As I cycled back to my office from a leadership development meeting in San Francisco’s SoMa neighborhood on a recent morning, I decided to take a longer route, one that Google Maps had recommended but that I had dismissed. “Why would I want to go a block in the wrong direction to get to where I am going?” I had thought. “Best to go directly.” But when I took the different, longer route recommended by the map, I discovered a great thing: a dedicated bike path for much of the route, that I hadn’t known about!

Now, not all of you may be cyclists, so let me explain the significance of bike paths. A dedicated path — one protected from auto traffic by some kind of barrier or enough distance — is a beautiful thing, because you can relax and not be constantly in fear of getting hit by a car. It’s good for the cyclist and good for the car as well — who doesn’t need to worry about cyclists popping up unexpectedly? This got me thinking about how cycling relates to lots of other things in life: it’s the mentality, the mental framework, that you bring to it that makes all the difference. When I’ve brought a tranquil, un-rushed mindset to the task of getting to where I’m going, I’ve enjoyed it more, and I’ve taken the time to find the best route (like that morning).

At earlier times in my life, and even today on some days, the mental model I bring to driving is speed, and competition. Can I get there faster? Can I accelerate here and by doing so, get in front of that next car so I can make my turn? The problem with that framework is that not only is it less safe, they reinforce an us vs. them way of thinking.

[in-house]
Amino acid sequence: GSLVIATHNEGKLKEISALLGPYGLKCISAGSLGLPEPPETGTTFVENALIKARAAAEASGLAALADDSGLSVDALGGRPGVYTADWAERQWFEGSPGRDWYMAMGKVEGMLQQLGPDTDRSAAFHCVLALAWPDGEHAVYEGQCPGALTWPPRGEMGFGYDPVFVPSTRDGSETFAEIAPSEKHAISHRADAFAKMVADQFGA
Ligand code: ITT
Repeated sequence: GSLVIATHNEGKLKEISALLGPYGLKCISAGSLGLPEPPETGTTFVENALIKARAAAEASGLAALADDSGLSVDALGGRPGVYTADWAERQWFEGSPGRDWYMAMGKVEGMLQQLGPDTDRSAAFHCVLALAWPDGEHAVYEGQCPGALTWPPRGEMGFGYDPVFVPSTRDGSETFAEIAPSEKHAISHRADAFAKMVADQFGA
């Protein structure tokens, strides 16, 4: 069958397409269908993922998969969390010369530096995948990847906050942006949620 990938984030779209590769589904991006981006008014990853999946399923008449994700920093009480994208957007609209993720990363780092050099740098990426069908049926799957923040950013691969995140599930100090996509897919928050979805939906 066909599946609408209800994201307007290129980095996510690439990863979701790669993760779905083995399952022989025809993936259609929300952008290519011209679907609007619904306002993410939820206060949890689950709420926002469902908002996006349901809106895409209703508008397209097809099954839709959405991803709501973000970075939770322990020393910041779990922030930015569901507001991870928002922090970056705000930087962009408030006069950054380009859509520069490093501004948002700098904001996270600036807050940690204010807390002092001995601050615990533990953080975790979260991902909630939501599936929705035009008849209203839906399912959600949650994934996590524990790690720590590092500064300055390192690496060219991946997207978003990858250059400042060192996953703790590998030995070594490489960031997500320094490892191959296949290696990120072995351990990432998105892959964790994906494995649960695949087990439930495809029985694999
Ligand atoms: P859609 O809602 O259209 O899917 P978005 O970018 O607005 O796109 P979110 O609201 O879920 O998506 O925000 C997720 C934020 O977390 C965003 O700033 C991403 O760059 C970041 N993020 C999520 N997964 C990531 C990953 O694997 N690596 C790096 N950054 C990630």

Leadership Development: Enabling People To Do Big Things

My work is about leadership development , and at its heart leadership is about enabling people to do big things. There’s a personal productivity aspect of doing great things, but that’s not really where the action is. If it were, “Getting Things Done” and its author, David Allen, would be advising CEOs and presidents and no one else would be. The action is in how other people respond to you — listen to you, follow you, do things in coordination or concert with you. And when you communicate respect, personal interest in others, interest in their safety, they are more likely to do all of those things. When you look at another car, what do you see? Do you see a chunk of steel and engineering capable of moving at high speed? Or do you see the person inside it? I think too often we see the car, and not the person, and that’s a core problem for us these days.

When you drive a car or a bike, if you view it as a tranquil activity, one where being relaxed and alert is the goal, versus being fast, competitive and “driven,” you can truly enjoy the time and you are safer. Increasingly, when I am driving and cycling, I am seeking to bring myself into that relaxed and focused state.